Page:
Work-life balance has been a topic of discussion for many people and companies during the last few years, and that's a good thing.
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The more we talk about balance and make sure it's part of the conversation in the workplace, the more likely we are to see positive changes.
However, as useful as sharing anecdotes is, I've found that quoting scientific research is even better when you're pushing for alterations to the status quo. As such, I've been happy to see a bunch of work-life balance studies hit my inbox during the last few weeks.
One came to me by way of a press release about a new study titled "Changing Work and Work-Family Conflict: Evidence from the Work, Family, and Health Network." This study was completed by University of Minnesota sociologists Erin L. Kelly, Phyllis Moen, Wen Fan and other U.S. collaborators.
"Work-family conflict is increasingly common among U.S. workers, with about 70 percent reporting struggles balancing work and non-work obligations," the press release said, adding that the study "shows that workplaces can change to increase flexibility, provide more support from supervisors and reduce work-family conflict."
The study, which has been published online by the American Sociological Review and should appear in the June print edition of the journal, was funded by the National Institutes of Health and the Centers for Disease Control and Prevention.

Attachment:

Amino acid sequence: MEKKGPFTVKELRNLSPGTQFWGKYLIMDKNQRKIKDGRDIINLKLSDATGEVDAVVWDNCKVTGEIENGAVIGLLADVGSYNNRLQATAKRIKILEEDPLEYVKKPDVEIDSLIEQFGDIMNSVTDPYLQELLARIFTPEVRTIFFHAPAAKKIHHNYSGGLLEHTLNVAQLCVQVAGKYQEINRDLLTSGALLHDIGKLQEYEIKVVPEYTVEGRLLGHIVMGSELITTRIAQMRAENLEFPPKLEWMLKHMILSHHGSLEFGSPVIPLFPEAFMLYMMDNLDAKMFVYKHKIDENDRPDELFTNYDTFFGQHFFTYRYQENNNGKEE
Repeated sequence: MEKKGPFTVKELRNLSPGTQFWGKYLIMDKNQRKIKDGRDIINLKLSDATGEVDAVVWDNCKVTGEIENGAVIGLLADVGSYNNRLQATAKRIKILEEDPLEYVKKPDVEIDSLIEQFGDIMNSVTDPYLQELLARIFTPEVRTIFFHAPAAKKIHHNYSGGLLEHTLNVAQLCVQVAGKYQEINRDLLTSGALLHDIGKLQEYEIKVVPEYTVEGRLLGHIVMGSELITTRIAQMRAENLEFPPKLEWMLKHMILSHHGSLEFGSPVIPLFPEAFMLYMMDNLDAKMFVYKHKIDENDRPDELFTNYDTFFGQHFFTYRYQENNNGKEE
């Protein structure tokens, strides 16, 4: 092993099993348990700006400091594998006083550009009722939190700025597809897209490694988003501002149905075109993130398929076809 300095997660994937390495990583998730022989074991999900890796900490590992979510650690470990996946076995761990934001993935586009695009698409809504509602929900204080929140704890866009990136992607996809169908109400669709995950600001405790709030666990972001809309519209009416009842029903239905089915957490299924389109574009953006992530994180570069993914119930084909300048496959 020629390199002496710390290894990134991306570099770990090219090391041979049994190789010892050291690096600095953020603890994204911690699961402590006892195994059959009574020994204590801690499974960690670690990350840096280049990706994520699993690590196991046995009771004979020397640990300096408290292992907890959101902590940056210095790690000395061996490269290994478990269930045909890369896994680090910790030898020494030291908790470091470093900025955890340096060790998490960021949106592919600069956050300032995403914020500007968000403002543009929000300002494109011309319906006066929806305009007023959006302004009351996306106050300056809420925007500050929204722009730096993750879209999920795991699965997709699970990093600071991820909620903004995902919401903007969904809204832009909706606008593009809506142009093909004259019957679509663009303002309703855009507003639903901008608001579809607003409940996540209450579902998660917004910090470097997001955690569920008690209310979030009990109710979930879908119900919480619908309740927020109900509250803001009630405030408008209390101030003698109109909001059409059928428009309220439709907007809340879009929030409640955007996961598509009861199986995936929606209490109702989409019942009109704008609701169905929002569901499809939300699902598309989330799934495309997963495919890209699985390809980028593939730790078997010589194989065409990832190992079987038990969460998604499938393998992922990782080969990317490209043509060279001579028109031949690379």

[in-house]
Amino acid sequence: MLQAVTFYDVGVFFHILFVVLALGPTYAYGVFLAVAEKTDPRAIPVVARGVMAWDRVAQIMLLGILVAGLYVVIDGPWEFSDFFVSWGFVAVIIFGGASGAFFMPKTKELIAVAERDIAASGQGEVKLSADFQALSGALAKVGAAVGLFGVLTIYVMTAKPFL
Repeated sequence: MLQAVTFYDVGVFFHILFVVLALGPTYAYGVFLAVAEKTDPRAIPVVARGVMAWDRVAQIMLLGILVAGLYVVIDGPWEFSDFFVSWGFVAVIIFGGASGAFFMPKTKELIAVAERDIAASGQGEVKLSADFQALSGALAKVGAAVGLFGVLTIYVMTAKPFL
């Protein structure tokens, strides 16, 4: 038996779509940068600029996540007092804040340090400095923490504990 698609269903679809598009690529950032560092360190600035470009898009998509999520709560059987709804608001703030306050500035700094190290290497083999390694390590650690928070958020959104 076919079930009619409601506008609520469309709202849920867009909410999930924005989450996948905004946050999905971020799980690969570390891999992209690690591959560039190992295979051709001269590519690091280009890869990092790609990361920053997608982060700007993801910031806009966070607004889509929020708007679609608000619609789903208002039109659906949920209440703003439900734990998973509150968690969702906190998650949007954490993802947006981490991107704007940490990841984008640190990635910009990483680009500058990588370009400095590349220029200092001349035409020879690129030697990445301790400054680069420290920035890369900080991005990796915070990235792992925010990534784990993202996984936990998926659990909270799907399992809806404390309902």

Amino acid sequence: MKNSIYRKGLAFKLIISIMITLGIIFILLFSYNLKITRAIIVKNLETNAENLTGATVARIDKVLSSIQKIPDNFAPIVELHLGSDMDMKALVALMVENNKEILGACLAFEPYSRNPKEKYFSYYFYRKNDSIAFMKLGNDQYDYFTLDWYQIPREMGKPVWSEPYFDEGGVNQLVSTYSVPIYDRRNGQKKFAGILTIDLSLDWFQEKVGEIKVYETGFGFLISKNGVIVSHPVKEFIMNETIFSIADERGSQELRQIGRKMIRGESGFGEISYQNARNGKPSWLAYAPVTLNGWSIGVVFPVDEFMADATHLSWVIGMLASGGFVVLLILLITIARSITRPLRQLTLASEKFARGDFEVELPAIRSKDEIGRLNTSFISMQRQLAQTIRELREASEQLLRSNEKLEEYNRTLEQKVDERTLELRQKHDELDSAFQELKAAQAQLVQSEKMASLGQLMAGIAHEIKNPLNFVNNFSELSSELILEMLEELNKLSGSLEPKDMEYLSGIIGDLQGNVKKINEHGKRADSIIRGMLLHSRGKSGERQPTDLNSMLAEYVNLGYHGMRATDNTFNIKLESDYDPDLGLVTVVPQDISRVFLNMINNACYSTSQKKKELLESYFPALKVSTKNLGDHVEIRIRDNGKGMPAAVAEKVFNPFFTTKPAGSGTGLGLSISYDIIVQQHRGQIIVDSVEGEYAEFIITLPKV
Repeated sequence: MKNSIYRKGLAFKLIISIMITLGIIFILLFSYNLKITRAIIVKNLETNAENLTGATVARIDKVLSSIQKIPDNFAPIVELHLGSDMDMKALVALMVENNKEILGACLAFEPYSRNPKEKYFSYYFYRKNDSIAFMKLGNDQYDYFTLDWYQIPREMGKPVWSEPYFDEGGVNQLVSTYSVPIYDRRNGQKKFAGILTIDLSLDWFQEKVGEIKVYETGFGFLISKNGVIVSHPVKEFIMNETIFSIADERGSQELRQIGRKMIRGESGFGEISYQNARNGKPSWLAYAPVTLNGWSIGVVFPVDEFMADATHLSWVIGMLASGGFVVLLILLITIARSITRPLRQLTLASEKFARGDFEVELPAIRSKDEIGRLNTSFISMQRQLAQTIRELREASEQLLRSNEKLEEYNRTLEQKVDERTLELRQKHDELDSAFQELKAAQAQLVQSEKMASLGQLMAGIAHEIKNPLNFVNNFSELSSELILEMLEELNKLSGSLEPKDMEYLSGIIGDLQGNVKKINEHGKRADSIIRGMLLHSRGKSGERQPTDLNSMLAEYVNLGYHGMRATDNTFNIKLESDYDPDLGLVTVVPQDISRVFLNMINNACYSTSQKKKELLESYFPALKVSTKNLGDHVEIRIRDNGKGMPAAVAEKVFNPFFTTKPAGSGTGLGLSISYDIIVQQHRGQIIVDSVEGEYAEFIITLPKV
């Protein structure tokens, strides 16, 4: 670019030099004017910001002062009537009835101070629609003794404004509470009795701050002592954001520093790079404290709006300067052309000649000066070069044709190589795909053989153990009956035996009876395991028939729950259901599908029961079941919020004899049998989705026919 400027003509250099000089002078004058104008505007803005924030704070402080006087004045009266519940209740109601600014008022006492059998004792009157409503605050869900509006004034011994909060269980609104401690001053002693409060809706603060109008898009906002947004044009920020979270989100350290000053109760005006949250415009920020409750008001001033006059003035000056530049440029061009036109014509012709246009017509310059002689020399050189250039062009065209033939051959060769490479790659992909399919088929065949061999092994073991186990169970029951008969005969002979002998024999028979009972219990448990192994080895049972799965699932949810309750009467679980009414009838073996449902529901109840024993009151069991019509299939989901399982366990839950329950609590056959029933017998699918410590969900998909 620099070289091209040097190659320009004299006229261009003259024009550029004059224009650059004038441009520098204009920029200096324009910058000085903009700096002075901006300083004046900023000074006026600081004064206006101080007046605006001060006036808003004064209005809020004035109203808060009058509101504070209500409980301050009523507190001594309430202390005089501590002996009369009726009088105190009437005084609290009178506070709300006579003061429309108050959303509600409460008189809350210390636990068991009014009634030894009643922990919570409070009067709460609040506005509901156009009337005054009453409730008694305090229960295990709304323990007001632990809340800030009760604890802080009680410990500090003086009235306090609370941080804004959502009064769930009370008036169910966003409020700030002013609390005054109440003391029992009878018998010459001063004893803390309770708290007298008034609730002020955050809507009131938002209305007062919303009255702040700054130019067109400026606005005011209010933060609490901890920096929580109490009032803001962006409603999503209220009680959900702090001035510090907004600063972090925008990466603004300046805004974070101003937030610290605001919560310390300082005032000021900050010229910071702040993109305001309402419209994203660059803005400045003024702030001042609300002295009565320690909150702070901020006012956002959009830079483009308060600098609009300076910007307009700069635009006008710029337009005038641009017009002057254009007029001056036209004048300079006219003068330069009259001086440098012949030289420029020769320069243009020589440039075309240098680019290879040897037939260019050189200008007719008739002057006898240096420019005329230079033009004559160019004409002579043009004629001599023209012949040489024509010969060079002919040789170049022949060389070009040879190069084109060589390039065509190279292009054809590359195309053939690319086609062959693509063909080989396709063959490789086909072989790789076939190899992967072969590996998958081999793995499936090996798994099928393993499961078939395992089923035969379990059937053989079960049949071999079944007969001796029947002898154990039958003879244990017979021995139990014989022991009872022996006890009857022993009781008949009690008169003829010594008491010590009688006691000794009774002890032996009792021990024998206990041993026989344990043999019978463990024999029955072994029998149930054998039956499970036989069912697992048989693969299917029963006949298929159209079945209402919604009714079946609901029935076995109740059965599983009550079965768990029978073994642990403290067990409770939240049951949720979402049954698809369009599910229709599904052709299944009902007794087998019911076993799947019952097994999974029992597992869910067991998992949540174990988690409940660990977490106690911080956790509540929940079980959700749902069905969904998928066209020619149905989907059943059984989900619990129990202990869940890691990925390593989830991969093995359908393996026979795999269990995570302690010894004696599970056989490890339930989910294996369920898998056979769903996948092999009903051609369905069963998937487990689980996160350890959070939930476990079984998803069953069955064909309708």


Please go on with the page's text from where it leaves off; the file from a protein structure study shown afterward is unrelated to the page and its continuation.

In it, the researchers used a sample of about 700 workers from the information technology department of a large corporation. They gave half of that group more control over when and where they worked, "as well as increased supervisor support for their personal lives and family," the release said. "The other group worked under normal conditions."
One thing I liked about this study right off the bat was the inclusion of supervisor support as a variable. While telling people they can have more control over their schedules is great, they'll be hesitant to follow through if they don't think their supervisors are part of the program.
The results of the study were pretty much what I thought — and hoped — they would be.
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